On June 16, a Denver jury found 52-year-old Byron Whitehorn guilty on eight counts of sexual assault involving four women.
Whitehorn had a standard move: He'd show up in LoDo when the bars were emptying out and ask a young woman if she needed a ride home. After she got in his 2005 Audi A4, he'd sexually assault the woman before dropping her off at her destination.
In 2017 and 2018, four victims came forward to tell very similar stories of sexual assaults to the Denver Police Department. The incidents occurred on April 9, 2017, at Lodo's Bar and Grill; on October 14, 2017, at Jackson's Lodo; on January 28, 2018, at Lodo's Bar and Grill; and on December 14, 2018, at the Ginn Mill.
In January 2019, with DNA backing the womens' accounts, the Denver District Attorney's Office pressed charges against Whitehorn.
His conviction is a victory for the victims, the DA's office stresses. "I think that when victims see these kind of results in cases, it gives people courage to come forward, and to report. Hopefully the message is: We will listen; we will support you," says Senior Chief Deputy Denver DA Maggie Conboy. "And we will do everything possible to ensure that we can help you have a voice in your case."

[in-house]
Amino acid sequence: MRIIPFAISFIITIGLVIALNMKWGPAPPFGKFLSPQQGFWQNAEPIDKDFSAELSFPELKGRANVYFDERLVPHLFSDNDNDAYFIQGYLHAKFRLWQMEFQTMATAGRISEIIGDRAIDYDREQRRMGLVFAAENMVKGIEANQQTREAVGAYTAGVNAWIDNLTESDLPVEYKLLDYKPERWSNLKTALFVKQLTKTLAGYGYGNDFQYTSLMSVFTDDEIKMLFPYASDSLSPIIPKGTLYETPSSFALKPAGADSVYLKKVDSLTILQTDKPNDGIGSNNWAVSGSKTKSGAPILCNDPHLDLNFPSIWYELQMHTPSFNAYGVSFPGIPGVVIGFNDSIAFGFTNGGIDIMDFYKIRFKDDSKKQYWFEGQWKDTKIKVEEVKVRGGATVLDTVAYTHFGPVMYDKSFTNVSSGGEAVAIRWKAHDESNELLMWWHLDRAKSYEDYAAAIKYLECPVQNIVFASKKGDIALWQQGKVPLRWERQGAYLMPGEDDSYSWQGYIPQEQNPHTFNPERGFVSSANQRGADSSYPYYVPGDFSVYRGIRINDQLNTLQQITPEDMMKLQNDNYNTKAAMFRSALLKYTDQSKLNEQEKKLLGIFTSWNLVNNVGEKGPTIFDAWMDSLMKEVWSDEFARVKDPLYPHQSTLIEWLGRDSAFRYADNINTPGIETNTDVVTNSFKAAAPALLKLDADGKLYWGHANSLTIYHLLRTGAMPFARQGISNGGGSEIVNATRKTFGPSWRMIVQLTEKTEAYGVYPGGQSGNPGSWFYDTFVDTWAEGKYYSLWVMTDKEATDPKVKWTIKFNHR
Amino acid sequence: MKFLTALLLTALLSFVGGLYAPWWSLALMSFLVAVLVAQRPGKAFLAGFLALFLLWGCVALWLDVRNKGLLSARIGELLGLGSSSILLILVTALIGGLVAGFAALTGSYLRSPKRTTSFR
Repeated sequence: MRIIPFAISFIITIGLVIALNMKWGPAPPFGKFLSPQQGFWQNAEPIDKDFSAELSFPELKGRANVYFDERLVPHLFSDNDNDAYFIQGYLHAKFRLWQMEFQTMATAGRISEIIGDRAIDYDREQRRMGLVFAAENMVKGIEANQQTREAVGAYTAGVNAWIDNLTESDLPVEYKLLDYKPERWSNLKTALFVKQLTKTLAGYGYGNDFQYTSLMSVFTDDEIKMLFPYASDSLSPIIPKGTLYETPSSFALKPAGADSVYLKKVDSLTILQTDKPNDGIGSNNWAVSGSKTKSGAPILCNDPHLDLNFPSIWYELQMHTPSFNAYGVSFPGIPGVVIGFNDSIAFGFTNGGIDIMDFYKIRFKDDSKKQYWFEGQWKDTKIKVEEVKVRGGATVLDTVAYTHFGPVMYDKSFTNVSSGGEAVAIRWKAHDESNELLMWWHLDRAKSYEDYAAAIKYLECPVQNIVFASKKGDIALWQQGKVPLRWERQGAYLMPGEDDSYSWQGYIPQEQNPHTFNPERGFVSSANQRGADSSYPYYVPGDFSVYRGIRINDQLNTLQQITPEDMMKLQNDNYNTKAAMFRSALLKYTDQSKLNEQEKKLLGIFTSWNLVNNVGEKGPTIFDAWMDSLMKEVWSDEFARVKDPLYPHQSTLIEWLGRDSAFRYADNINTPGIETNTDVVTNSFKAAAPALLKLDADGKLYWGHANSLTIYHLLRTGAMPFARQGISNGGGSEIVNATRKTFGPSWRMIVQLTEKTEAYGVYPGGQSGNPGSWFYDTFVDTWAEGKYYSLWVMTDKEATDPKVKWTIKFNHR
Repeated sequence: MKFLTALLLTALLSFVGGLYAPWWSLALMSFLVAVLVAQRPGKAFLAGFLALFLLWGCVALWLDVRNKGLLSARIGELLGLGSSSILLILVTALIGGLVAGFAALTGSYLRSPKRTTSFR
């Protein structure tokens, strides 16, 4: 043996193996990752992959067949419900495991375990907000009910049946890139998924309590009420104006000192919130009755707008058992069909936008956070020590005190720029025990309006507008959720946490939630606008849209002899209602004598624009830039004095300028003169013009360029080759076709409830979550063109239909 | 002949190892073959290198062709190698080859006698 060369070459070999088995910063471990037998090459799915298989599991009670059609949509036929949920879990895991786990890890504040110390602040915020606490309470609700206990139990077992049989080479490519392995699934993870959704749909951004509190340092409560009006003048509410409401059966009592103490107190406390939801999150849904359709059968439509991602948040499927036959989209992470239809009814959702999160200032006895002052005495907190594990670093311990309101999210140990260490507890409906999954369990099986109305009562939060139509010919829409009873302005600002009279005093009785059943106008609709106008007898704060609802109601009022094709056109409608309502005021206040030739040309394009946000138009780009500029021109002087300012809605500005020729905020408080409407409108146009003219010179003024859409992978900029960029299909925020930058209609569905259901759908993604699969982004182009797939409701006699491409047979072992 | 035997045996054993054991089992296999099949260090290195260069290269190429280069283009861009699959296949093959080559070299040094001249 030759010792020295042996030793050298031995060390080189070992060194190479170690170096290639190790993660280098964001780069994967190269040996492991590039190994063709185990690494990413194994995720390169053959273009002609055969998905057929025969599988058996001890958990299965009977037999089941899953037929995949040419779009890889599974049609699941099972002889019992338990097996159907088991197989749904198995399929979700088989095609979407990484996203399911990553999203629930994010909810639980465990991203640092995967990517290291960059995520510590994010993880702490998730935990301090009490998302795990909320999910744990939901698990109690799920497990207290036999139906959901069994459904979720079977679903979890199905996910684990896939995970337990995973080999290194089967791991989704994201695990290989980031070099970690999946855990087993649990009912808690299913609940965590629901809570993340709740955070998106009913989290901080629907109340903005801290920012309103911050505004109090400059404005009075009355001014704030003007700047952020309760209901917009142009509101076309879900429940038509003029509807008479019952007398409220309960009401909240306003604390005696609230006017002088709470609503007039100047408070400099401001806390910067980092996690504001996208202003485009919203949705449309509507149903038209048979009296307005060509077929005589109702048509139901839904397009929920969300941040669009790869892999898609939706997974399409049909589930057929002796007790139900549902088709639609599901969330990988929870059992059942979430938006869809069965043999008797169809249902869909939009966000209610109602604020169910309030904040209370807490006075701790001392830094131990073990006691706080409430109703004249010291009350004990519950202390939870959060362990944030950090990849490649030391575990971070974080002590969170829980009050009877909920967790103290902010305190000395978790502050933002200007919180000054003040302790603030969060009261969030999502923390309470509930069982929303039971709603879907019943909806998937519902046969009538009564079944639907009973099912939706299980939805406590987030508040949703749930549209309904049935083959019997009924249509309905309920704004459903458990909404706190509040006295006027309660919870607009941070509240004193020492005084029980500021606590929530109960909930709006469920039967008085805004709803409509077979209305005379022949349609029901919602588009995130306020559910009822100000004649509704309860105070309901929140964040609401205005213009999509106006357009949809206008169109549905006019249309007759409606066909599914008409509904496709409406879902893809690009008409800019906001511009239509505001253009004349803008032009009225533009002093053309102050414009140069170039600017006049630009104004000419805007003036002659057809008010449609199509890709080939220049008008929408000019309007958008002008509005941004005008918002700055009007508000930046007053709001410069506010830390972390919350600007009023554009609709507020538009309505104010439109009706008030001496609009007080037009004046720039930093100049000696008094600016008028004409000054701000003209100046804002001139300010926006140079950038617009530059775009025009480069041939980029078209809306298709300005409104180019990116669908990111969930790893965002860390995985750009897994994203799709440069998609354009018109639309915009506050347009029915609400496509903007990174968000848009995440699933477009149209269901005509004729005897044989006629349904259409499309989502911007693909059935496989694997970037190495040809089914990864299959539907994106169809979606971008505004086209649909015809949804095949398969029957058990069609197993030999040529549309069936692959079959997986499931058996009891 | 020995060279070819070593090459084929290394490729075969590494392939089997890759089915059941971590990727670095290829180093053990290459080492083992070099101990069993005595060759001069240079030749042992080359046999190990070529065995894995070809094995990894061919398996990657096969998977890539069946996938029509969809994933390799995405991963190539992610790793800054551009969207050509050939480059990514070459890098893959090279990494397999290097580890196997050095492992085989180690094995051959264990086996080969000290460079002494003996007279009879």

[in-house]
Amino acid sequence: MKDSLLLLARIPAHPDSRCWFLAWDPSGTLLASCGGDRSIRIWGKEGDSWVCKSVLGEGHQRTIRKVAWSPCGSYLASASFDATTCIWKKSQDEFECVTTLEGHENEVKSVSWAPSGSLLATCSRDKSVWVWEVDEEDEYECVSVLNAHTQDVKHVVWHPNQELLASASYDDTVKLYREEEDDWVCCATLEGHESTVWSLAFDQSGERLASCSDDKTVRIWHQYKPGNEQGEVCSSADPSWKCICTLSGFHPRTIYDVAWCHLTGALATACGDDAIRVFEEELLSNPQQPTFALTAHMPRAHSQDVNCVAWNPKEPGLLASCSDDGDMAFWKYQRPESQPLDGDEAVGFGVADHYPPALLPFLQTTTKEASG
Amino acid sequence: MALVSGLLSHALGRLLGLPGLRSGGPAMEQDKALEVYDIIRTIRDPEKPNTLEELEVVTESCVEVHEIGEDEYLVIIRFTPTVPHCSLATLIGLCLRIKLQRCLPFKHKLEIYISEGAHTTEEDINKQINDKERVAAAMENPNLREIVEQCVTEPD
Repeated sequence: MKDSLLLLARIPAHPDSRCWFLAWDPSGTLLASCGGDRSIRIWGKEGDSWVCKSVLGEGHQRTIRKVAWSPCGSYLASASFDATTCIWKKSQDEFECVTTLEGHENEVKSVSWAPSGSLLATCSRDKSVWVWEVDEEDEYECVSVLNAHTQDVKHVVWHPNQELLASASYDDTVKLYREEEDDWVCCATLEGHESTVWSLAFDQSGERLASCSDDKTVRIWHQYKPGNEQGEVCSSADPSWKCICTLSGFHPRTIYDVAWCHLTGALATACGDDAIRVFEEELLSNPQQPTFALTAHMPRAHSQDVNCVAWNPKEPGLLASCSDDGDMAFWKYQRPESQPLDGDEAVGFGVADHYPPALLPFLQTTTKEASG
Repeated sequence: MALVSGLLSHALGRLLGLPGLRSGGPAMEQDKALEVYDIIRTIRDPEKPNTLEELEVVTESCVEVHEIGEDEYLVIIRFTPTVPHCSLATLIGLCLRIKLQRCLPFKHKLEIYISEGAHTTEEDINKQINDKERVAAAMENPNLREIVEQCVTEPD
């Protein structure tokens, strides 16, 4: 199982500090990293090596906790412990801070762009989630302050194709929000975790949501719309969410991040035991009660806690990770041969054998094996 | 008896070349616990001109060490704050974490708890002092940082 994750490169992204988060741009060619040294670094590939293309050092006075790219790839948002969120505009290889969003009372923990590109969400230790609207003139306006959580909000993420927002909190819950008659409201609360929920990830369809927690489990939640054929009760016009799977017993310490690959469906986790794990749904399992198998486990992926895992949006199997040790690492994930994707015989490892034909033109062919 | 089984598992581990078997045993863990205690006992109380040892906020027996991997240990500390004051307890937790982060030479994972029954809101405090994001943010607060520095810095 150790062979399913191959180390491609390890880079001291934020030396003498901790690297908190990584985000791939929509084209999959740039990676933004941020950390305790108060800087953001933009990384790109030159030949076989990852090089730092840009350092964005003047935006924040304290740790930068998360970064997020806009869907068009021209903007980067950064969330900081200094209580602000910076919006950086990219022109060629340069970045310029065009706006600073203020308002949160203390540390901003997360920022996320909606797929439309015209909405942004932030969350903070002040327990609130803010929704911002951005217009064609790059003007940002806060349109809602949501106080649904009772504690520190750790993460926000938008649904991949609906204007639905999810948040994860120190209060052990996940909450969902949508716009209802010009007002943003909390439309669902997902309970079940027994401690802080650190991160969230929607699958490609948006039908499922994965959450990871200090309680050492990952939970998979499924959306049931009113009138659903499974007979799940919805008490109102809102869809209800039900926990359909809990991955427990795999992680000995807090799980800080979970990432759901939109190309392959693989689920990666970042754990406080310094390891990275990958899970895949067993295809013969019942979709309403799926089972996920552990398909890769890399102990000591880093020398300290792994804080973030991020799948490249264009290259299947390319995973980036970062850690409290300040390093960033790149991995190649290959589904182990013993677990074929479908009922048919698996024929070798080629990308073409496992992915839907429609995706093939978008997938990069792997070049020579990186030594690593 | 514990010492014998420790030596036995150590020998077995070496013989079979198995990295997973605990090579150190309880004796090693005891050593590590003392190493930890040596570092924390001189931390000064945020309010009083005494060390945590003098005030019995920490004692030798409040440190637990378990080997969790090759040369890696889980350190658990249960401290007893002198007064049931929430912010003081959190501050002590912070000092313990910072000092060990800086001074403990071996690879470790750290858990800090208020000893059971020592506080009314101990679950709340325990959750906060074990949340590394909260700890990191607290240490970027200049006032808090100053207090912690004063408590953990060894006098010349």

Sex-assault cases are unlike other cases, explains Conboy, because they are typically much more private crimes. There are rarely other witnesses, and the crimes are usually committed in spaces without surveillance. Compared to a burglary at a 7-Eleven, for example, where there are multiple eyewitnesses, camera footage and fingerprints, cases of sexual assault often have little evidence.
"It is often an attack on the credibility of the victim when you're talking about sexual-assault cases," Conboy says. "And so it's particularly important for us as prosecutors to do everything we can to support the victim, both within but also outside the courtroom and to provide a voice.
"Just as a general matter, we are fiercely protective of our victims, and in this case, so very proud of all four of them for being willing to stand up and to face the defendant in court. And we are beyond pleased that they received the justice that they so richly deserved," she continues.
"The message that we always want to get out to the community is that we start by believing."
Whitehorn will be sentenced on August 27.
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